Wednesday, September 27, 2006

The Final Curtain

Nostalgia is an odd feeling. Sometimes so intense you can understand how it used to be classified a severe medical disease. Luckily, these days we are not as gravely afflicted. Well, except for moments of mental impairment when we start wondering if our ex's Jeffrey Archer-esqe qualities could have been overlooked after all. But that is more dementia than nostalgia.

No, what we are feeling today is that bittersweet longing for things to just stay put simply because endings are rarely happy (despite what they advertise in Chinatown). And so it is, we feel instinctive empathy for the luvvie-ish lamentations this week over the decision to finally close the Victoria & Albert's Theatre Museum in Covent Garden by January 2007. The Museum's future became uncertain when the Heritage Lottery Fund refused to back refurbishment plans. The Museum's collection is expected to be re-absorbed into a permanent exhibition at the V&A in South Kensington. And since the announcement, stage doors lining Shaftesbury Avenue have been filled with huddled masses bewailing the loss of a national museum dedicated to theatre based in the very heart of London's Theatreland.

Does it matter you ask? Isn't theatre all about the live moment not artificial preservation?

On the face of it, the decision to close is no doubt a blow to London's cultural menu. Especially considering London is the theatrical capital of the world (the Mousetrap notwithstanding). And for many theatre exists in the present but grows from the past. Hence the appeal of Museum exhibits such as Sir Lawrence Olivier's costume from Richard III and Noel Coward's make-up box.

Yet to be overtaken by a swell of commiseration considering you didn't even know London had a Theatre Museum, nor can you recall the name of a show pre Mamma Mia? Don't feel ashamed you are joined by large-scale indifference from most of the art world (and a certain wannabe thespian blogger).

It wasn't until a month ago when I attended a Liza Minnelli impersonator concert (as you do) at the Museum that I knew it existed. And as a devotee of Covent Garden's other anorak hangout, London's Transport Museum, I would certainly be in their target audience (if ever there was a case for someone to stay home more). So it was that I was greatly disappointed by what I found on my first and last visit: the trappings of historical theatrical arts displayed underground in artificial light on winding narrow corridors. Like Liza Minnelli's boudoir if she lived with the Addams Family. The act of visiting there sadly not relevant to those who want to go to a good museum, or to those who want to learn more about London's Theatreland.

So we will bid 'So long, Farewell' Theatre Museum. Just be sure to leave behind the West End shows when you leave the West End. We can only hope they find you better digs on Exhibition Road. Because in theatre, as in life, there is always hope reserved for the second act.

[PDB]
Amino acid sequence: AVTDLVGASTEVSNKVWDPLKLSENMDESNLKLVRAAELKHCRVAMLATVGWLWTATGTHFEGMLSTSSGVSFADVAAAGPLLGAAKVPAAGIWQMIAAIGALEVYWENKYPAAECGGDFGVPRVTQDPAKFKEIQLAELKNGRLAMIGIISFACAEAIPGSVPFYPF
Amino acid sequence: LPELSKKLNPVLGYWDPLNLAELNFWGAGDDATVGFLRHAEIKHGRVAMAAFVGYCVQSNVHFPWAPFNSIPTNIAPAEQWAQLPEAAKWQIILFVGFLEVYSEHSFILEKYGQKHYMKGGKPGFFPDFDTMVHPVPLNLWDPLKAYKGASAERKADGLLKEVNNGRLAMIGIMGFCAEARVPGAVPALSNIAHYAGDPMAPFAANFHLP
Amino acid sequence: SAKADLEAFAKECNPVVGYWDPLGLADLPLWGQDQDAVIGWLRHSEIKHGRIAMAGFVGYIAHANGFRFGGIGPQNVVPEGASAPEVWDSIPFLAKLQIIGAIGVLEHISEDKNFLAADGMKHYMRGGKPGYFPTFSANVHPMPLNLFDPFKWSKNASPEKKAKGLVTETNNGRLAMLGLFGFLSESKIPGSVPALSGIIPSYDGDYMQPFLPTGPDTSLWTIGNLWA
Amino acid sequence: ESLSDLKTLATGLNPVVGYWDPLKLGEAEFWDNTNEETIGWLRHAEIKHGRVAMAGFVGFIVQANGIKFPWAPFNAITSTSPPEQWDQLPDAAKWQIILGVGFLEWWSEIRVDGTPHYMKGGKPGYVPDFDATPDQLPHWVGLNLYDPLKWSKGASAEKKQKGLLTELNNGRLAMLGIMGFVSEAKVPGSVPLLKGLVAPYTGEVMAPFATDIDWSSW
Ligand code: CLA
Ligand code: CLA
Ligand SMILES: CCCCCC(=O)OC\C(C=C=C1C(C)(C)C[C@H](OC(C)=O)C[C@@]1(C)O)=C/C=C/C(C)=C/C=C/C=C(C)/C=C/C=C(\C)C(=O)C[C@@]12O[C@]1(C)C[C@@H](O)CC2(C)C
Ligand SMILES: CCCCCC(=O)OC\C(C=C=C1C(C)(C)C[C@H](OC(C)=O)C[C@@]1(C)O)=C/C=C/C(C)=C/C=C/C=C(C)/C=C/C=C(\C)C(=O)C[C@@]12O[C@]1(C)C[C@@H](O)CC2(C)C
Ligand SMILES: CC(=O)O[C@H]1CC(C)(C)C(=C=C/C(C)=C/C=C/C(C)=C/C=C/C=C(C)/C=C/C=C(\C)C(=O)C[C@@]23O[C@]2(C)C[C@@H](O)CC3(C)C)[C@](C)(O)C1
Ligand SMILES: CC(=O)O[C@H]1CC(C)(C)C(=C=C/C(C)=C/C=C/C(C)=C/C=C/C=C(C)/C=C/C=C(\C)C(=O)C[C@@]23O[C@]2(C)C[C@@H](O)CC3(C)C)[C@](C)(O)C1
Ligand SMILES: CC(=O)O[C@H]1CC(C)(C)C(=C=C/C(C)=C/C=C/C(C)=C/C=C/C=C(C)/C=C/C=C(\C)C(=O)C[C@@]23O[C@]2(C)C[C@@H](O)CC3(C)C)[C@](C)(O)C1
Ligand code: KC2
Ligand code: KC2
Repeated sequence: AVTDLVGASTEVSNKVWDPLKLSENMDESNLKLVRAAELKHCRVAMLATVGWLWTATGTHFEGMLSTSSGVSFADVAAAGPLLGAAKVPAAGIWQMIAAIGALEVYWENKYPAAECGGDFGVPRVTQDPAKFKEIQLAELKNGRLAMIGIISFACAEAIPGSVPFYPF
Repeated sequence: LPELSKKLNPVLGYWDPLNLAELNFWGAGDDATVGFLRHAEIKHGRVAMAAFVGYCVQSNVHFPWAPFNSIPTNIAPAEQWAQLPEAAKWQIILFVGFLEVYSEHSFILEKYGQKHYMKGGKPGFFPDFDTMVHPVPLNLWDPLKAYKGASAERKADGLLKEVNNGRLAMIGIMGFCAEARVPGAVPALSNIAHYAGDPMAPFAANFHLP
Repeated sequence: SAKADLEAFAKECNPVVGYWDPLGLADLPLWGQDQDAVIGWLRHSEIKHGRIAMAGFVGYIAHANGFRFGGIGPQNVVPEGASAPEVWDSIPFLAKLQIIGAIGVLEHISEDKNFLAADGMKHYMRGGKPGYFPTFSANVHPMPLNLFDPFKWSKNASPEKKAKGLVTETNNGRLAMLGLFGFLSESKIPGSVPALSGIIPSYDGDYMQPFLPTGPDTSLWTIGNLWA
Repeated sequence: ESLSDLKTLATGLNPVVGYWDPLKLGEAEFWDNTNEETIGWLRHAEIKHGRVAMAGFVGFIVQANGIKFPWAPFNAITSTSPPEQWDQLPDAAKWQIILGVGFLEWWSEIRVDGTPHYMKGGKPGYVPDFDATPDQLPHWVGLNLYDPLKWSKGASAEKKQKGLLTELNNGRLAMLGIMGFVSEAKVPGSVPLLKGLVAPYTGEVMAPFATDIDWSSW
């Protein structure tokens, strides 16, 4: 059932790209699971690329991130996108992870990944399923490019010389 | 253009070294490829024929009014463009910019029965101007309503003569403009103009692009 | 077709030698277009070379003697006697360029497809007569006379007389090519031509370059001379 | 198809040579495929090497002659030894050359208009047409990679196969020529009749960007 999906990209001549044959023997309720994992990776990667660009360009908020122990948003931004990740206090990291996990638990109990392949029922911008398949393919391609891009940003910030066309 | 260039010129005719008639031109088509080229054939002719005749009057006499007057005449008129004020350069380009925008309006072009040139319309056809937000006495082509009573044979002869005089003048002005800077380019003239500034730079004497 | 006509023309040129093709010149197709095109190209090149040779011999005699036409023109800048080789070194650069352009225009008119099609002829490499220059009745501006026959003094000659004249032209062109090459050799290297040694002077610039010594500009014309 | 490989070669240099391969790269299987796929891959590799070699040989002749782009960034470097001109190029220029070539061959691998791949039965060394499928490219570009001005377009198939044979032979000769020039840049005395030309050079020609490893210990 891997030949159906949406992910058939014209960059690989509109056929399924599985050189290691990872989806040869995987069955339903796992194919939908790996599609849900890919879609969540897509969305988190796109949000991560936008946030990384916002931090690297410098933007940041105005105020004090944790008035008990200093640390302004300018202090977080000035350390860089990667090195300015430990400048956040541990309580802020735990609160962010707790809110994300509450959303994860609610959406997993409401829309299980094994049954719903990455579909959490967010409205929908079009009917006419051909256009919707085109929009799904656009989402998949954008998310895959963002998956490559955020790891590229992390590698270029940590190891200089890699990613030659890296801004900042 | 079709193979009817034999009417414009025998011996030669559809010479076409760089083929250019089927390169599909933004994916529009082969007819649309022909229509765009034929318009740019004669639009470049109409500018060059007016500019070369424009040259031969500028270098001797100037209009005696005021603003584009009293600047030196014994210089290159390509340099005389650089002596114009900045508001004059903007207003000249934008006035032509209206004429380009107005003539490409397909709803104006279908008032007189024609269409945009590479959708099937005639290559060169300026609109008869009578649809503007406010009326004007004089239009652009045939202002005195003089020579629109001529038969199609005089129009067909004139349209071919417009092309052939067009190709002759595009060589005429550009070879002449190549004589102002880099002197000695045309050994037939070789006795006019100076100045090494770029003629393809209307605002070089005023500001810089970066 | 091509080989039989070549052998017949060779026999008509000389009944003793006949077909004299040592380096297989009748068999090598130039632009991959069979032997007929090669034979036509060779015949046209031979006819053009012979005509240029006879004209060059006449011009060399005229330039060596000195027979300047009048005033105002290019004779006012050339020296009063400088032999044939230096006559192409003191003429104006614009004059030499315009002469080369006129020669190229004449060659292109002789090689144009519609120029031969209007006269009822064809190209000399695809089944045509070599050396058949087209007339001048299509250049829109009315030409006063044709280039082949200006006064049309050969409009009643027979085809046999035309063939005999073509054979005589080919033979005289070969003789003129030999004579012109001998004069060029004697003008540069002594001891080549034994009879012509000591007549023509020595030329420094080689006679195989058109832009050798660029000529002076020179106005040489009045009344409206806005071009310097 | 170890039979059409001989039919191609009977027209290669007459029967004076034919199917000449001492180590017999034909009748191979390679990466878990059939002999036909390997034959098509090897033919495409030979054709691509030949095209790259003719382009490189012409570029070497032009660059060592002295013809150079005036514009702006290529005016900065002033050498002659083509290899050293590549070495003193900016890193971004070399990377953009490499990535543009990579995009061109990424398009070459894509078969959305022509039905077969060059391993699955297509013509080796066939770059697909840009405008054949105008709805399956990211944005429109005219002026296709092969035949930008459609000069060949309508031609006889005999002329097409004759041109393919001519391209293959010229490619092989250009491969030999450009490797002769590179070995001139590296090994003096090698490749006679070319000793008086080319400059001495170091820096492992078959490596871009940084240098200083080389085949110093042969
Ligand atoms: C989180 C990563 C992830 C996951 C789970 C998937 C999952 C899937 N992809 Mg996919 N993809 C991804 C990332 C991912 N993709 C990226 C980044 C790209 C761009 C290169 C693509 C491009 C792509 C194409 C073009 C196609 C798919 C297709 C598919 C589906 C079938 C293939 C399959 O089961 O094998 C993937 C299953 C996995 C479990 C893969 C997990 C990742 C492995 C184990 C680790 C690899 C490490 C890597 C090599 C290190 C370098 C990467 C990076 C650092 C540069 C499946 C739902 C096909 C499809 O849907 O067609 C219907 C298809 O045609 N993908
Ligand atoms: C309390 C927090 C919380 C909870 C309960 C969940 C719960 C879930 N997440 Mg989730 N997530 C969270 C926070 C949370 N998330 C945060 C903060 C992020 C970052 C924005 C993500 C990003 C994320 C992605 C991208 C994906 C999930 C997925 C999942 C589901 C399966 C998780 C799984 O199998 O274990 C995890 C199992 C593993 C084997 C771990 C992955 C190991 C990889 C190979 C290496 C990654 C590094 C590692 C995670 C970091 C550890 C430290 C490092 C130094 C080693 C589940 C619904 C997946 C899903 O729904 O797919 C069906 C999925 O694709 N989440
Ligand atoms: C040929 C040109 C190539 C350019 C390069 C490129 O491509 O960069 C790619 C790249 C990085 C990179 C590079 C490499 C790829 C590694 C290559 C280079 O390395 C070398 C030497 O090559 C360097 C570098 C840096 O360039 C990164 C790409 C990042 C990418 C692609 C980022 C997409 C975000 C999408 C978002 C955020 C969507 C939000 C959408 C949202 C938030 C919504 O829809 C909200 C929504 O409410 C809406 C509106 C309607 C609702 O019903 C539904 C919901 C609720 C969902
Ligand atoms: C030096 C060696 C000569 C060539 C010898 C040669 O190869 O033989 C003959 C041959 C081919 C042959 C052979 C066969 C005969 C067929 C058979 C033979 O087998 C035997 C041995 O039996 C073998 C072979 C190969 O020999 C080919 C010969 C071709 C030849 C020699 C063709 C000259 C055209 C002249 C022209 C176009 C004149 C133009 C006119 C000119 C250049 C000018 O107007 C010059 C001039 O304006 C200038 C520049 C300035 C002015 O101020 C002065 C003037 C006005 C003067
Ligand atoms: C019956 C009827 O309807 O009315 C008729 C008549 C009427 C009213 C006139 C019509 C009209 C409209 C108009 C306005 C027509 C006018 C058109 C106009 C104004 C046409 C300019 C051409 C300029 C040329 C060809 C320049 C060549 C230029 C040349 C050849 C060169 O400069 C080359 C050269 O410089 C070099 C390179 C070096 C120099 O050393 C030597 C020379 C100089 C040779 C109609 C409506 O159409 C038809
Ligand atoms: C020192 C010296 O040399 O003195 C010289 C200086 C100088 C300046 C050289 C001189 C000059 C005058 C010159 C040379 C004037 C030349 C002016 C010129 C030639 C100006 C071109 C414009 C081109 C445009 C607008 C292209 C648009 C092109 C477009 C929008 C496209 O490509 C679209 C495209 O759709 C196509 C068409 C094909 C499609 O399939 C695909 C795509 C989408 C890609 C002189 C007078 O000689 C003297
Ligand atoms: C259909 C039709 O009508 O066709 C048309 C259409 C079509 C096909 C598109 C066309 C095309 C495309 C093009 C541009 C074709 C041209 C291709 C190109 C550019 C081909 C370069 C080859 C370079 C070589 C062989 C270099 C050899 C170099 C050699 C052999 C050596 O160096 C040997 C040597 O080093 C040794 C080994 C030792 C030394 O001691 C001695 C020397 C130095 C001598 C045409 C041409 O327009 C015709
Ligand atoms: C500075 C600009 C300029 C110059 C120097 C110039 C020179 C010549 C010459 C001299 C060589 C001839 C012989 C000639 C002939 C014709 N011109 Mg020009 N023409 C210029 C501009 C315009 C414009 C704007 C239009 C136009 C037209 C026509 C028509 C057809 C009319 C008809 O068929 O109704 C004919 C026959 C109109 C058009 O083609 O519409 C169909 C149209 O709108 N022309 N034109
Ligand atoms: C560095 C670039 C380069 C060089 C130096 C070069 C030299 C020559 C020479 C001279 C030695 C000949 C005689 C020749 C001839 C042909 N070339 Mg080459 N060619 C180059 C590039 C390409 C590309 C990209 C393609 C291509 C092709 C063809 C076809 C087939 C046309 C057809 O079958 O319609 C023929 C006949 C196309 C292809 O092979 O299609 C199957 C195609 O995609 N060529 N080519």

For a real inside view to the performing arts across the capital:
Check out the Open Rehearsal Festival this weekend when major venues including the Globe Theatre, Royal Albert Hall, English National Opera, the Barbican and the South Bank Centre open their doors to the public for three days of free, behind the scenes events.


Anonymous Dave, a script writer said...

Lovely ode CS but would have to disagree. The impending closure as it reaches its 20th year is devastating news. A reminder that as much as the English have a genius for making theatre, they have little desire to celebrate it.

6:32 pm  
Anonymous Anna said...

As a journalist who has done many interviews with writers and directors of the Theatre Museum for its video archive I too am gutted. It is a vital resource and a testament to all the effort and talent put into theatre in Britain.

Does it matter? Yes
Does it need to be in Covent Garden? Yes
Are the Arts Council and Lottery Funders nasty greedy pigs? Yes

6:39 pm  
Anonymous Anonymous said...

20,000 schoolchildren visit there every year - does that not demonstrate a purpose??

6:49 pm  
Anonymous Anonymous said...

Much happier to see it move across town and locate with the other museums.
No reason that it needs to be in geographic proximity to the West End theatres.

Onwards and upwards

7:51 pm  
Blogger City Slicker said...

An update to the story from late today here

7:56 pm  
Anonymous Keith said...

I just spent this past Saturday touring the Theatre Museum which has an overwhelming collection of costumes, papers and memorabilia. The exhibit on the Redgraves was mind-blowing and exciting to see. I have always referred to the Redgraves as Theatre Royalty and when you uncover their lineage this is an understatement! I'm a fan. Besides the special exhibits, the Theatre Museum has an actual copy of the Patent given to Killigrew for the Kings Company of Players by Charles II.

Too sad to see it go.
Someone stop it!

7:58 pm  
Anonymous Anonymous said...

open rehearsal is put on by the mayor's office is heavily funded and should be a fantastic weekend of events.
we do wonder however if some of that money could have gone to the save the theatre museum campaign?

8:21 am  
Anonymous Claire said...

The museum has many famous actors and actresses supporting it including Dame Judi Dench and Vanessa Redgrave.
I am shocked they did not have more pulling power to stop this travesty.

10:42 am  
Anonymous Anonymous said...

checked this out yesterday
thought was brilliant little hovel for luvvies
so sad indeed it is packing up

5:26 pm  
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